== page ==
And I have to teach Monetary Policy, this semester…

Two observations from the blog of (the liberal, the shameless, the Clintonite…and stuff) Paul Krugman:

Treasury rates have plunged close to zero, even though Fed funds is still 2.25%. Since open-market operations take place in Treasuries, I take this to mean that the Fed may not actually be able to reduce short-term rates much from current levels — which means, in turn, that conventional monetary policy has been taken off the table.

fed rates pic

… right now Treasury interest rates are much, much lower than the Fed funds rate — around half a percent on both 1-month and 3-month bills. Weirdness like negative rates on repos aside (I’m still trying to wrap my mind around that one), basically the Fed can only drive Treasury rates down by about another half-point — which would still seem to leave Fed funds well above 1%.

How is it possible for the Fed funds rate to be higher than the Treasury rates? Well, one interpretation is that banks don’t trust each other — not even for overnight loans. Fed fund loans, after all, are unsecured.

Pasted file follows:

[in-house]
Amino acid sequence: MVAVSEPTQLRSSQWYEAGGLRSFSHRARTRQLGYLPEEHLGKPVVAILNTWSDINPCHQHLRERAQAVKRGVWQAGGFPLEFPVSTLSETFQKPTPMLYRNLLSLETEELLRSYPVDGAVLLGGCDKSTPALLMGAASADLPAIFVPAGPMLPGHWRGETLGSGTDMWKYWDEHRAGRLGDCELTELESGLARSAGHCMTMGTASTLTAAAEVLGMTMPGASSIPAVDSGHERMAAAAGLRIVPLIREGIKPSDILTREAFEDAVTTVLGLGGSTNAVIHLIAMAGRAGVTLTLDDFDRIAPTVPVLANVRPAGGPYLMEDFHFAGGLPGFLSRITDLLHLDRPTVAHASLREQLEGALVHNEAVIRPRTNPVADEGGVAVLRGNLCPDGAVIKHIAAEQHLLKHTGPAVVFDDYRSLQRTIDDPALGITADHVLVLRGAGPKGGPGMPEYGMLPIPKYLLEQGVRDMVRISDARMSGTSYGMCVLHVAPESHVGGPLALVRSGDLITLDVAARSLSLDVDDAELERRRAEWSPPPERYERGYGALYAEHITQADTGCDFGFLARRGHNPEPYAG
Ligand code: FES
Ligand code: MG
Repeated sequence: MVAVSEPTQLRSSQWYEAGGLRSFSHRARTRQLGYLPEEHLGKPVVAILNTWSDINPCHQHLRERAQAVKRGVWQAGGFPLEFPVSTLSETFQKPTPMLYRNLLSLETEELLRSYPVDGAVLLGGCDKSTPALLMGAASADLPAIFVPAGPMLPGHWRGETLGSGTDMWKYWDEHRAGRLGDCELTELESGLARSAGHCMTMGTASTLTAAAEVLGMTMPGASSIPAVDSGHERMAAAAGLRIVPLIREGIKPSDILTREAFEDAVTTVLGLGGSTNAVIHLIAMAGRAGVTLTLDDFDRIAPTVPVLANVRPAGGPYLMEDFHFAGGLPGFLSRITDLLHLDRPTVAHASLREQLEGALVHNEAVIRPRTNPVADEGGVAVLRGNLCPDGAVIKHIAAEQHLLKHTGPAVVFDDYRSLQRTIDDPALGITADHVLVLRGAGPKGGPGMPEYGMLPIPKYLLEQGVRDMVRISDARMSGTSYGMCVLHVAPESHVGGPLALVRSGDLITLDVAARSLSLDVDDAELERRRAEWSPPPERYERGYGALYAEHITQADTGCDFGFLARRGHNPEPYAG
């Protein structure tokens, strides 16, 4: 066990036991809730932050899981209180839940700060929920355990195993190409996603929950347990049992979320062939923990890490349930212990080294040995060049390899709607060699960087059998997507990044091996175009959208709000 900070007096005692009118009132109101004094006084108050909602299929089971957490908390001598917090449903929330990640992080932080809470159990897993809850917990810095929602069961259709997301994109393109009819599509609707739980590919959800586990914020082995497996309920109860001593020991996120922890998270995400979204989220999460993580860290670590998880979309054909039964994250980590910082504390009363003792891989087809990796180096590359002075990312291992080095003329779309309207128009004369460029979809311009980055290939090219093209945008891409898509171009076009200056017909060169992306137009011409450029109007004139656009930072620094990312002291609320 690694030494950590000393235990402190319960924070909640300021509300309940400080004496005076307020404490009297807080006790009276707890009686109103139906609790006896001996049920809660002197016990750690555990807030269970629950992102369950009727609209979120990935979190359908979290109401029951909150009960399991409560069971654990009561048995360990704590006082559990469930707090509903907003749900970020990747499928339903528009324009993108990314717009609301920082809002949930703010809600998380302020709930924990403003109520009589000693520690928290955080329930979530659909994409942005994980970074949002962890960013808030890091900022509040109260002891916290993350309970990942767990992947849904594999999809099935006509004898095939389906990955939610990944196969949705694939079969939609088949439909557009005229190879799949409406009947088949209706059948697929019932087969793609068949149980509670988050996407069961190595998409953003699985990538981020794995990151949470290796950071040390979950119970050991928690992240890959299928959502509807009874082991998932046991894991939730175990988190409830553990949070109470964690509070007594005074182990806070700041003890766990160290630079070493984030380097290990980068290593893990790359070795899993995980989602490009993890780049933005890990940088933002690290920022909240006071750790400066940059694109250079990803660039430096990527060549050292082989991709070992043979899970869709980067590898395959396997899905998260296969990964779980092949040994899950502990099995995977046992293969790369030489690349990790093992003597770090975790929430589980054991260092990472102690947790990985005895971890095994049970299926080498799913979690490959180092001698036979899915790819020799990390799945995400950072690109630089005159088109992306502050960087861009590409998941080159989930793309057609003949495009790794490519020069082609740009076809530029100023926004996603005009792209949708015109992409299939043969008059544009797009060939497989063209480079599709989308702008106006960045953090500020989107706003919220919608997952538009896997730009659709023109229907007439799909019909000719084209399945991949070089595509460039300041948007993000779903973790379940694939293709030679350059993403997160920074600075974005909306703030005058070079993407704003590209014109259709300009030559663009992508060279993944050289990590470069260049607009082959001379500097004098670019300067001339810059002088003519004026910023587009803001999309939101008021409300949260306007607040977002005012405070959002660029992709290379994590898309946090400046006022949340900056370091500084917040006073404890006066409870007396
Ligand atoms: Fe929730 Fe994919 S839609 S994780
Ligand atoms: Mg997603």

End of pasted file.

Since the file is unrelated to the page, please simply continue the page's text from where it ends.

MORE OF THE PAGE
In other words, the Fed funds rate may be more like LIBOR than the Treasury rate — and it may be being held up by a premium similar to the TED spread.

Am I being really stupid here? Or is it possible that the fear factor will soon make it impossible for the Fed even to achieve its target on the interest rate it supposedly controls?

I have been moaning about this for a while, now (in meat-space). Last semester’s Macro was a hoot – all manner of interesting things were going on. The semester before that was fun, because I was telling students all about how bad things would get.

This semester? It’s like teaching physics after a black hole shows up in the Kuiper belt and the laws of physics have just plain stopped working.

Between the Fed coming up with new and wonderful ways to give money away, and the traditional policy actions just not doing anything, what is there to teach? That there’s a difference between giving money to commercial banks while the waste-laying bad paper is mostly in investment banks? That Monetary Policy goes off the table when all official rates are pushing negative (because who really cares about the exchange of near-zero-return instruments for other near-zero-return instruments. Or even cash?)?

I think I might just shelve those chapters entirely, and teach the Austrian school this semester. Makes as much sense as anything else and a few Austrians in the Fed over the last couple of years or more certainly would have done wonders.

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